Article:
Gender and Mining Program

Gender and Mining Program:

Gender and mining program works to address women issues in the mining sector by encouraging women to make inroads into male-dominated mining sector despite challenges. The program is working towards women access to business finance on equal bases with men, communities that address discrimination, intimidation and violence against women in mining communities as well as safe and hygienic work places for women.

Context:

Women comprise 40% of the people engaged in the Tanzanian ASM sector, despite being barred from underground activities by mining regulations. Mining is an industry, which has always been male-dominated, regardless of geographical location. There have been positive steps that have helped to integrate women into the industry, but females continue to be under-represented and mining is still largely a man’s domain. The mining sector has had a poor record in attracting and promoting women. In part, this is understandable: historically, mining was a male-dominated industry that required physical strength. The skills needed in the mining sector today have changed dramatically, but mindsets have taken longer to shift. Women, as much as men, have needed persuading that mining is an attractive sector with lots to offer. Today’s list of inspiring women in mining shows that real progress is being made. There are now multiple role models who prove that women can and do succeed in building interesting and rewarding careers in mining.

Challenges facing women in the mining sector in Tanzania:

Regardless of some improvement of women participating and benefiting from the mining sector, still women in this industry face exploitation, gender and maternity based work place discrimination, sexual harassment, intimidation and physical assault, exclusion from formal education, oppressive traditional practices, and exposure to dangerous, unhygienic or toxic environmental conditions.

Development of ASM operations provides financial opportunities to women in neighboring communities; (for example through the sale of support services such as food, water or laundry services to miners) as well as in the mines. However, these opportunities are often accompanied by a high risk of robbery, sexual harassment, and assault both around the mine sites and while travel between the mines and their homes. Women working within or providing support services to mine sites, tend to work in the open and have little or no protection from exposure to the weather. In many sites, a lack of toilets and sanitation infrastructure leads to open defecation practices, spread of disease, and increased exposure to assault. The nature of women’s roles in artisanal mining operation tends to expose them to higher levels of mercury and other toxic chemicals than men. The mercury used in gold separation has a pronounced impact on women and unborn babies, including neurological birth defects because of exposure to mercury during pregnancy.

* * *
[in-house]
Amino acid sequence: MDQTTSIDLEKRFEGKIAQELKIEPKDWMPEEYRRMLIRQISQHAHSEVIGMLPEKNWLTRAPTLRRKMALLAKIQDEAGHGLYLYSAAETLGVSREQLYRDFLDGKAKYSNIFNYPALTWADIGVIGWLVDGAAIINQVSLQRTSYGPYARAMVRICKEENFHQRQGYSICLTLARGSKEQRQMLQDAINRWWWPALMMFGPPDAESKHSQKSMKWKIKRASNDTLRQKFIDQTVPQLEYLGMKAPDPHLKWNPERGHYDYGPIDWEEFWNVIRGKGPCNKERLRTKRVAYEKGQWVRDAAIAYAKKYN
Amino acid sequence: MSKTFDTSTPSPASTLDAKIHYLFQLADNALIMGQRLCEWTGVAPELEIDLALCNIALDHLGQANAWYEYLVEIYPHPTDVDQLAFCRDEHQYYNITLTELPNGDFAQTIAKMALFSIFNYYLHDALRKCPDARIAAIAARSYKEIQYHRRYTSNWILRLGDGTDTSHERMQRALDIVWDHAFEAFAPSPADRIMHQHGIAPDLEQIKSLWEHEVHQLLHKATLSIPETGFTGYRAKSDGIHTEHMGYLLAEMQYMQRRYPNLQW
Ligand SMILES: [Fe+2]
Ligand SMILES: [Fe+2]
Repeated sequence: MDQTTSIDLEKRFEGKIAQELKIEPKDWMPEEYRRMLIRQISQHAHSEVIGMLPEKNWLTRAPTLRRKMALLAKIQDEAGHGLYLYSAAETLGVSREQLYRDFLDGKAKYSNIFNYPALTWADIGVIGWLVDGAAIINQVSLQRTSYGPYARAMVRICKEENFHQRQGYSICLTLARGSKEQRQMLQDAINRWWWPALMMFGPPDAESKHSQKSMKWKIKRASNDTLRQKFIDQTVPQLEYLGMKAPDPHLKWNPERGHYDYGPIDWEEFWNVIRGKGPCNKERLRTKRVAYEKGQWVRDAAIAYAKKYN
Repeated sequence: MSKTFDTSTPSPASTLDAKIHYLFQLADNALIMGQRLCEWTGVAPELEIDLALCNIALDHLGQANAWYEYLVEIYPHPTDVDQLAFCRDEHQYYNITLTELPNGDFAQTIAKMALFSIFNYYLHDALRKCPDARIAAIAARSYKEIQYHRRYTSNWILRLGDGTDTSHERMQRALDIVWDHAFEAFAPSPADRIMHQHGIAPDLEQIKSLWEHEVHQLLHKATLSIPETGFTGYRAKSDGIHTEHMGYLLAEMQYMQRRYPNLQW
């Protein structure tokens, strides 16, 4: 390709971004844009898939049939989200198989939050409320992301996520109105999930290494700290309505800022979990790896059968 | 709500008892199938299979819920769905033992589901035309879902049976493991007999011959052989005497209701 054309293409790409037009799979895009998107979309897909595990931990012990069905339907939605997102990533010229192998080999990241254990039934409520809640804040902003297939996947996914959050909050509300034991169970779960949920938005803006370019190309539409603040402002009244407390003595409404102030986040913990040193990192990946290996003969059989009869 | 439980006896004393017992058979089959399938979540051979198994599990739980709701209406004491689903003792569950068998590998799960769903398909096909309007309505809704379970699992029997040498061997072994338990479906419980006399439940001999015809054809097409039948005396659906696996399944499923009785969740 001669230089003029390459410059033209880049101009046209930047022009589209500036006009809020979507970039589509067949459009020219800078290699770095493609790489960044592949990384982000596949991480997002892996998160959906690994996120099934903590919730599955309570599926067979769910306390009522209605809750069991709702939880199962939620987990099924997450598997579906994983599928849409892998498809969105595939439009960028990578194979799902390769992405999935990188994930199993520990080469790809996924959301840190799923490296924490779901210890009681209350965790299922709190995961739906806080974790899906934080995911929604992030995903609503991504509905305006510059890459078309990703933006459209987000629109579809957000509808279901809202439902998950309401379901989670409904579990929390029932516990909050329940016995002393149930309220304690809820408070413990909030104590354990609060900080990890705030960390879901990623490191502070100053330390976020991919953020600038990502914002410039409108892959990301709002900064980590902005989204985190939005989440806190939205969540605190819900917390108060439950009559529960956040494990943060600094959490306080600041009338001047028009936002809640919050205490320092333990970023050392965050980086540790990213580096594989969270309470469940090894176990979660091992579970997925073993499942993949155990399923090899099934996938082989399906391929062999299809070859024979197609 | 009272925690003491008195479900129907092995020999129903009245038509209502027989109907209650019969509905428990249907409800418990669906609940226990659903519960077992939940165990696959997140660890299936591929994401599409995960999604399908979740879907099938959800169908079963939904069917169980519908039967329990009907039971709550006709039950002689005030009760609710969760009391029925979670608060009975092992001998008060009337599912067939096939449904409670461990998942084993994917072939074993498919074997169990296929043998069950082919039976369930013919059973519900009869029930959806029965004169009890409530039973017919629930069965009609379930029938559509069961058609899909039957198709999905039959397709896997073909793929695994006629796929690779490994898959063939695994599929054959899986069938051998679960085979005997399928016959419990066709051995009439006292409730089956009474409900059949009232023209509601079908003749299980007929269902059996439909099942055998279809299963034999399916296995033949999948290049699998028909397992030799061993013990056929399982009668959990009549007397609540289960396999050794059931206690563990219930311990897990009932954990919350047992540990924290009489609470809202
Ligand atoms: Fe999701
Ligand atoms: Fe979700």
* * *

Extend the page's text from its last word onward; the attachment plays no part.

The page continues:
Culture and traditional practices contribute to and exacerbate these problems, as wider attitudes both directly and indirectly contribute to the exploitation and mistreatment of women. Broadly held views and attitudes towards women, including that women are inferior to men, and are suited only to marriage or providing services to men, lead to the acceptance of the mistreatment and poor conditions for women. Viewing women and girls as unworthy of education, or as not having the right to independently own property, run a business,  or earn money restricts their ability to successfully engage in the sector and business activities and leaves them further open to exploitation.

Strategies

HakiMadini in collaboration with Mokoro through WOLTS project have shared some strategies through various training with a goal of encouraging and strengthening women’s participation in the mining sector. These strategies included but not limited to

  • Land rights and gender. land and investment, mining and gender, use of successful women miners as public speakers to the project communities, gender and participation such as enhancing women’s decision-making capabilities, gander based violence and its effect and Legal procedures and mineral valuation training.

WOLTS project during training sessions worked hard to make these communities believe that when women are engaged in the mining sector and in different project initiatives, women’s empowerment increases. Also safe access to mining activities acts as a source of empowerment by increasing women’s economic security and their control over household decisions.